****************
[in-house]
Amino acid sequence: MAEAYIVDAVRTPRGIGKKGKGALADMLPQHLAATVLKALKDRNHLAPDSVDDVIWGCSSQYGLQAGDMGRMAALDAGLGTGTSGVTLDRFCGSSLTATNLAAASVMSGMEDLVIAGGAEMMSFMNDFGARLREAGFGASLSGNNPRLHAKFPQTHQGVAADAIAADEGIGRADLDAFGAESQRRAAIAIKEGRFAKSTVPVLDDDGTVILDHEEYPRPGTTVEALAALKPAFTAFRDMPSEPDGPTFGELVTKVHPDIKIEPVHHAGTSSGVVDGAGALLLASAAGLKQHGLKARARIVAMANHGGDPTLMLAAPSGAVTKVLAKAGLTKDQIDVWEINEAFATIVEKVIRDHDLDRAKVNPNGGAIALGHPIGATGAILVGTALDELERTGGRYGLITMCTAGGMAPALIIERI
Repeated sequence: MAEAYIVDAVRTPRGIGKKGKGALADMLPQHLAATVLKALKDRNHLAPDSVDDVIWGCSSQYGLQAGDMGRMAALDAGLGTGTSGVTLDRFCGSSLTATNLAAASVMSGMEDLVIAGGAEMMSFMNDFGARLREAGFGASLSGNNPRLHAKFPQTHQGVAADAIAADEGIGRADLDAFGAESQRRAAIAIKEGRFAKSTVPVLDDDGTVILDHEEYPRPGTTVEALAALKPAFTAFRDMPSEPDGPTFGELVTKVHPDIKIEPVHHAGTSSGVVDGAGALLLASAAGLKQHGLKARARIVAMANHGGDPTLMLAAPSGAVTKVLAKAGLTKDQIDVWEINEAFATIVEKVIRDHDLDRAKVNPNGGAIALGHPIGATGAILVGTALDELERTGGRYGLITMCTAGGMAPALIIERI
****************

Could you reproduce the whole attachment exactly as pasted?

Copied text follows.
[in-house]
Amino acid sequence: MAEAYIVDAVRTPRGIGKKGKGALADMLPQHLAATVLKALKDRNHLAPDSVDDVIWGCSSQYGLQAGDMGRMAALDAGLGTGTSGVTLDRFCGSSLTATNLAAASVMSGMEDLVIAGGAEMMSFMNDFGARLREAGFGASLSGNNPRLHAKFPQTHQGVAADAIAADEGIGRADLDAFGAESQRRAAIAIKEGRFAKSTVPVLDDDGTVILDHEEYPRPGTTVEALAALKPAFTAFRDMPSEPDGPTFGELVTKVHPDIKIEPVHHAGTSSGVVDGAGALLLASAAGLKQHGLKARARIVAMANHGGDPTLMLAAPSGAVTKVLAKAGLTKDQIDVWEINEAFATIVEKVIRDHDLDRAKVNPNGGAIALGHPIGATGAILVGTALDELERTGGRYGLITMCTAGGMAPALIIERI
Repeated sequence: MAEAYIVDAVRTPRGIGKKGKGALADMLPQHLAATVLKALKDRNHLAPDSVDDVIWGCSSQYGLQAGDMGRMAALDAGLGTGTSGVTLDRFCGSSLTATNLAAASVMSGMEDLVIAGGAEMMSFMNDFGARLREAGFGASLSGNNPRLHAKFPQTHQGVAADAIAADEGIGRADLDAFGAESQRRAAIAIKEGRFAKSTVPVLDDDGTVILDHEEYPRPGTTVEALAALKPAFTAFRDMPSEPDGPTFGELVTKVHPDIKIEPVHHAGTSSGVVDGAGALLLASAAGLKQHGLKARARIVAMANHGGDPTLMLAAPSGAVTKVLAKAGLTKDQIDVWEINEAFATIVEKVIRDHDLDRAKVNPNGGAIALGHPIGATGAILVGTALDELERTGGRYGLITMCTAGGMAPALIIERI